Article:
You Have Options (Yes, Even When Your Ph.D. is in the Humanities)
Making the decision to attend Duke was easy.
The faculty in my department are powerhouses who have revolutionized their fields. The Ph.D. students I met, in my field and others, were having fantastic experiences. And, there was always the alluring promise of taking a few hours to be in nature and explore hiking trails only minutes from campus.
What clinched it was that Duke is a place of possibility in a world where conservatism seemed to be the name of the new academic game. An uncertain economy was causing universities to cut departmental budgets. Many worried about the fate of academia as the cutting of tenure-track positions started to call into question whether or not the academy as we knew it would exist in a few years’ time.
I did not find that nervous energy on Duke’s campus. Duke’s graduate student placement record is one explanation for the lack of alarm. But so was the fact that students and faculty across the university were undertaking innovative projects that apply scholarship to the “real world” from which academics are so often accused of being estranged.
For a prospective student like me who was leaving the world of foreign policy to pursue a humanities-based academic career, this energy was exhilarating. I wanted my research to be truly “interdisciplinary” and to lead to a variety of avenues when I graduate. So I was excited to see how the digital humanities were being explored through labs at the Franklin Humanities Institute, including the PhD Lab in Digital Knowledge. A professor in my program, Walter Mignolo, was leading a course that took place almost entirely out of the classroom and in the streets of Durham. He introduced me to Miriam Cooke, another professor who was organizing a conference on the nexus of art and activism in the context of the “Arab Spring.” I even met a faculty member from the Sanford School of Public Policy, Bruce Jentleson, who in collaboration with peers from other prominent universities, launched a program that helps guide Ph.D. students who want to conduct policy-relevant research.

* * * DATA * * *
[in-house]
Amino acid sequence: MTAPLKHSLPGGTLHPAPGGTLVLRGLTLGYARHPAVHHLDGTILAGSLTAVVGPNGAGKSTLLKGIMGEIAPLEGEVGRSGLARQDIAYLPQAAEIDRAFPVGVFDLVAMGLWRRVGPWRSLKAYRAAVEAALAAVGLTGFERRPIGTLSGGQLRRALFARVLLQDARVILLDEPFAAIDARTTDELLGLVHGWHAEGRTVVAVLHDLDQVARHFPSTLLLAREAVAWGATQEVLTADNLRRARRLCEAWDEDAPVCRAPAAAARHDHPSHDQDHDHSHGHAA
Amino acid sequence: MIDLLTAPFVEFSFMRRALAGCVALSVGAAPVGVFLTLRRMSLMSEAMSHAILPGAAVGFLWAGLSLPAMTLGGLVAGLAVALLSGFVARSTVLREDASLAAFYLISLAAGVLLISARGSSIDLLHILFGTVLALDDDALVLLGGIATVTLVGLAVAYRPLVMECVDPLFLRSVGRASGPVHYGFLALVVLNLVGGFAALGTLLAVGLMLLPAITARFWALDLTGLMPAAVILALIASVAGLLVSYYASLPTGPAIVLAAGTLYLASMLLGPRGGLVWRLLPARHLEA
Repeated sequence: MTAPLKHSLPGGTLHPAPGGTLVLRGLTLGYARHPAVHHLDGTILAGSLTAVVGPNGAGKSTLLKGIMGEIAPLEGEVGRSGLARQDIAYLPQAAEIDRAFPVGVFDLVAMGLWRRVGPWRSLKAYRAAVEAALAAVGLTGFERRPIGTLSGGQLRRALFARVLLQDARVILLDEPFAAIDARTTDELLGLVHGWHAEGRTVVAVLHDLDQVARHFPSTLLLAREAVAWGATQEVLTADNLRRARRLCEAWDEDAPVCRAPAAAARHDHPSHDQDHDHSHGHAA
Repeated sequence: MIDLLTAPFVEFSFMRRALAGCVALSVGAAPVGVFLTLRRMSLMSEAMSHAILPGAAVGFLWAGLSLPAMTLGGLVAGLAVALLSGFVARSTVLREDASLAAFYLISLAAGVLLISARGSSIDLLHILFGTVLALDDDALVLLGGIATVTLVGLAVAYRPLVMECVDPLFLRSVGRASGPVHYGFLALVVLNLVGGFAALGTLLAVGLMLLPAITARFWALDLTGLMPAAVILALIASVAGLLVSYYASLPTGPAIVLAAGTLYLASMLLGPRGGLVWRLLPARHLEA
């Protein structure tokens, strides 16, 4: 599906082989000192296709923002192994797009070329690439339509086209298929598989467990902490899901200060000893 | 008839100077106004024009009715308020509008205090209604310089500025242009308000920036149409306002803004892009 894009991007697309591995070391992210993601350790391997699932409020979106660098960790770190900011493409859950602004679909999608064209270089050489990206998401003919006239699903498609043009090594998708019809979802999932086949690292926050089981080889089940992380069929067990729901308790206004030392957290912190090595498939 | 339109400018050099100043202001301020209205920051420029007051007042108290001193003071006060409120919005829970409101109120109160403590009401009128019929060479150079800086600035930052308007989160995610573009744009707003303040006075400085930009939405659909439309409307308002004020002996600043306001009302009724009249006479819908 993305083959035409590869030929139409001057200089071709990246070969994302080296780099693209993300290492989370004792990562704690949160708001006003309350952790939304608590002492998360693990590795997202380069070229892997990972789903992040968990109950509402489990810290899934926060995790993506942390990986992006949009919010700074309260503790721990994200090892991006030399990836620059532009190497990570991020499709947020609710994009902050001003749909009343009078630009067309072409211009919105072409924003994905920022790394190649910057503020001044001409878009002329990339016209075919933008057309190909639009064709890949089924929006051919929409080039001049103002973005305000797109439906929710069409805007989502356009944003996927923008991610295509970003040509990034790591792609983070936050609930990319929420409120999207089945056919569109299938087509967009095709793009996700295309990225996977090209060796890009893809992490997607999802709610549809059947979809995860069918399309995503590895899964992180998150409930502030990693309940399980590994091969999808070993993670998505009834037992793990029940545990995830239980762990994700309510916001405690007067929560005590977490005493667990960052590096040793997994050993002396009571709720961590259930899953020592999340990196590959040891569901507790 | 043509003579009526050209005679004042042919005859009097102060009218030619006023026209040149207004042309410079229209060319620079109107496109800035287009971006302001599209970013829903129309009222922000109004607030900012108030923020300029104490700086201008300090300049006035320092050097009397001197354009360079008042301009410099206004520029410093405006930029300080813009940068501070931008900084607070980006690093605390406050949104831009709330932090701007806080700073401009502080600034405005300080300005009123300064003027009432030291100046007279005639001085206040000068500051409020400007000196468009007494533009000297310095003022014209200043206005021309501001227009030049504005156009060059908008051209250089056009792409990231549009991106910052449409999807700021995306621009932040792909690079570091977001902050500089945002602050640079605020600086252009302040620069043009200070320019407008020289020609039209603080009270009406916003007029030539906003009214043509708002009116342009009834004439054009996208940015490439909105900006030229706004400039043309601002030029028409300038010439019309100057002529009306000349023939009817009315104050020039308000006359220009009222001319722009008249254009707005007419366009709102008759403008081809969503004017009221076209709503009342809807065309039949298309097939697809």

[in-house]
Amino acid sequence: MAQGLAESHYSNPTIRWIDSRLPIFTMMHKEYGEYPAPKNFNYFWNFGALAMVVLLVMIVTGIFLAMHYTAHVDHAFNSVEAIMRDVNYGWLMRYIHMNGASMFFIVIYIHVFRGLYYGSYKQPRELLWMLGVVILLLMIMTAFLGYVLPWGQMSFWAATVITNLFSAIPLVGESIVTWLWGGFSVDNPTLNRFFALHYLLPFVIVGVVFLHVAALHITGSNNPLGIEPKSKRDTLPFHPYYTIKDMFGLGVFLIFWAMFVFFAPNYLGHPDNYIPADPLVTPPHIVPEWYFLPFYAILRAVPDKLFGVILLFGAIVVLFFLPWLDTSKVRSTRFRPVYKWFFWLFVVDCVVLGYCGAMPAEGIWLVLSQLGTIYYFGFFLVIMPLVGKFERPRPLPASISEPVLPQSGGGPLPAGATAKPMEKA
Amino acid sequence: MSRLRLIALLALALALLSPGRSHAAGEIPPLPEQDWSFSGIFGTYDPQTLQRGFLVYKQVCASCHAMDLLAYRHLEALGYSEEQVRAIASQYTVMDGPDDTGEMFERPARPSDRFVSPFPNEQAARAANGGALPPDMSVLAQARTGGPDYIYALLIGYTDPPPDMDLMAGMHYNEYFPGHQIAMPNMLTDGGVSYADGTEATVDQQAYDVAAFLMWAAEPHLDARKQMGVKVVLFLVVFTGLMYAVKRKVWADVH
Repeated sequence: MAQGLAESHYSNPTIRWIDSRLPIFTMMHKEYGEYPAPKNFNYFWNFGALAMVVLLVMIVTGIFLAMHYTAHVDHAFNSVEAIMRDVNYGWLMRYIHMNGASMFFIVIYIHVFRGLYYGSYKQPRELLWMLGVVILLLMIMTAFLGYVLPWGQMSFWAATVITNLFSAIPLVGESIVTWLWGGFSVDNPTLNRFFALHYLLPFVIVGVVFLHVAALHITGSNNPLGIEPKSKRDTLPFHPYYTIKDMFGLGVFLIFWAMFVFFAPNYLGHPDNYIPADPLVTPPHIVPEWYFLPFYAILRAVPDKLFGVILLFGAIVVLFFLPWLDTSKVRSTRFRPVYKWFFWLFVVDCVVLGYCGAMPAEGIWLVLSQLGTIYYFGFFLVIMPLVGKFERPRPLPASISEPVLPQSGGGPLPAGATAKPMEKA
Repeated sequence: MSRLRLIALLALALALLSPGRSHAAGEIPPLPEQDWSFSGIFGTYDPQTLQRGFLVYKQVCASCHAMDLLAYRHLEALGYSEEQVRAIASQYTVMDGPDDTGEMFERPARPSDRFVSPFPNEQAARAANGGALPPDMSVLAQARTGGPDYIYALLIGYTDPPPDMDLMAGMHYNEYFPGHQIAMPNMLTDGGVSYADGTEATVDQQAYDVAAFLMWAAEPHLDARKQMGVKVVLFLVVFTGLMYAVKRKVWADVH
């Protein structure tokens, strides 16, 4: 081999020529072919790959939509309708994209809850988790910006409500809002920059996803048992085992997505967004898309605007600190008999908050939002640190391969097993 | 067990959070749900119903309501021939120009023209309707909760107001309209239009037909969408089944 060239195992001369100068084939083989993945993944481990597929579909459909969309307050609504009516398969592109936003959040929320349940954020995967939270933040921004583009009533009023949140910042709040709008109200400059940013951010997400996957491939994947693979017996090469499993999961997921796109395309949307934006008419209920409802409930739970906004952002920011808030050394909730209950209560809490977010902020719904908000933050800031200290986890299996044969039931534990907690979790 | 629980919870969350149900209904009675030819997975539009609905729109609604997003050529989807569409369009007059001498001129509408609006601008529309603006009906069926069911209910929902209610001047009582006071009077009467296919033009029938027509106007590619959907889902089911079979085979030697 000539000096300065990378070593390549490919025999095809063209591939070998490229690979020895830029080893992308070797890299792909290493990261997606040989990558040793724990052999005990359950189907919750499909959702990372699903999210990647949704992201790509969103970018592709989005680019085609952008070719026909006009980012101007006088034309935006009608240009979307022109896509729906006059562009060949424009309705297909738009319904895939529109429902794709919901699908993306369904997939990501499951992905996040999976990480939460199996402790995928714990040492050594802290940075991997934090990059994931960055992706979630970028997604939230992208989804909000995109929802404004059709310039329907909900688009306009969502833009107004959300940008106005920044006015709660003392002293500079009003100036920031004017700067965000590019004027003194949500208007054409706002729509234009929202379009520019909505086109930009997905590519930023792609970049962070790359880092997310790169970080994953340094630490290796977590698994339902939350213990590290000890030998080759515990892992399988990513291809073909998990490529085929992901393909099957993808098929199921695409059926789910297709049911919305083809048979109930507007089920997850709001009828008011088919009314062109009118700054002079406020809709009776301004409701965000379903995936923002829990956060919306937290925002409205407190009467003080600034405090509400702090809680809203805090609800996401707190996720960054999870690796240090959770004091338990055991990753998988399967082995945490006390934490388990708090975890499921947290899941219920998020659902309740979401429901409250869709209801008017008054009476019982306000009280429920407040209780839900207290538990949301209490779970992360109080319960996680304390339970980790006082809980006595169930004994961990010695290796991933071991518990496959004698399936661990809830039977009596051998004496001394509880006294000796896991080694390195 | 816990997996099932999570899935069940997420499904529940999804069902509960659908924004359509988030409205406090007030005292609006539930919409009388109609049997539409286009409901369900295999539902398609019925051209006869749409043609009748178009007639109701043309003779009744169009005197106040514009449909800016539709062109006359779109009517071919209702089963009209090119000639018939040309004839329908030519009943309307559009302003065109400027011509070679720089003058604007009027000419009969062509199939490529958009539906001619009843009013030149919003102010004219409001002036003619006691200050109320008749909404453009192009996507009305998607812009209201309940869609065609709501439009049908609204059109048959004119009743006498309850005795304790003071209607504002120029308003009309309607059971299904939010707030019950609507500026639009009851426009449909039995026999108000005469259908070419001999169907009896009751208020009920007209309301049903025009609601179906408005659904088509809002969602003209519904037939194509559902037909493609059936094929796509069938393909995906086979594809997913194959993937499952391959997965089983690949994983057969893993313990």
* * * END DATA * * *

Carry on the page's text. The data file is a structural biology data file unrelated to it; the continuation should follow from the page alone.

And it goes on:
Branching out into uncertain territory and exploring the many possible intersections of different fields, to me, is the whole point of scholarship. Duke’s commitment to fostering this kind of research on campus and to exploring diverse avenues of professional development was my deciding factor, and is the reason I continue to feel that I made the right decision. While I cannot know for sure where I will end up a few years from now, I do know that many possibilities await.
Renée Michelle Ragin
current Ph.D. student
Renee Michelle Ragin earned her Bachelor's degree in History and Literature from Harvard in 2010 before joining the US Department of State as a Foreign Service Officer. Her tours of duty included assignments in Washington, DC and Saudi Arabia. In 2014, Renee began her Ph.D. in Literature and is currently researching artistic and literary representations of the challenges of reconstructing national identity in the wake of political conflict.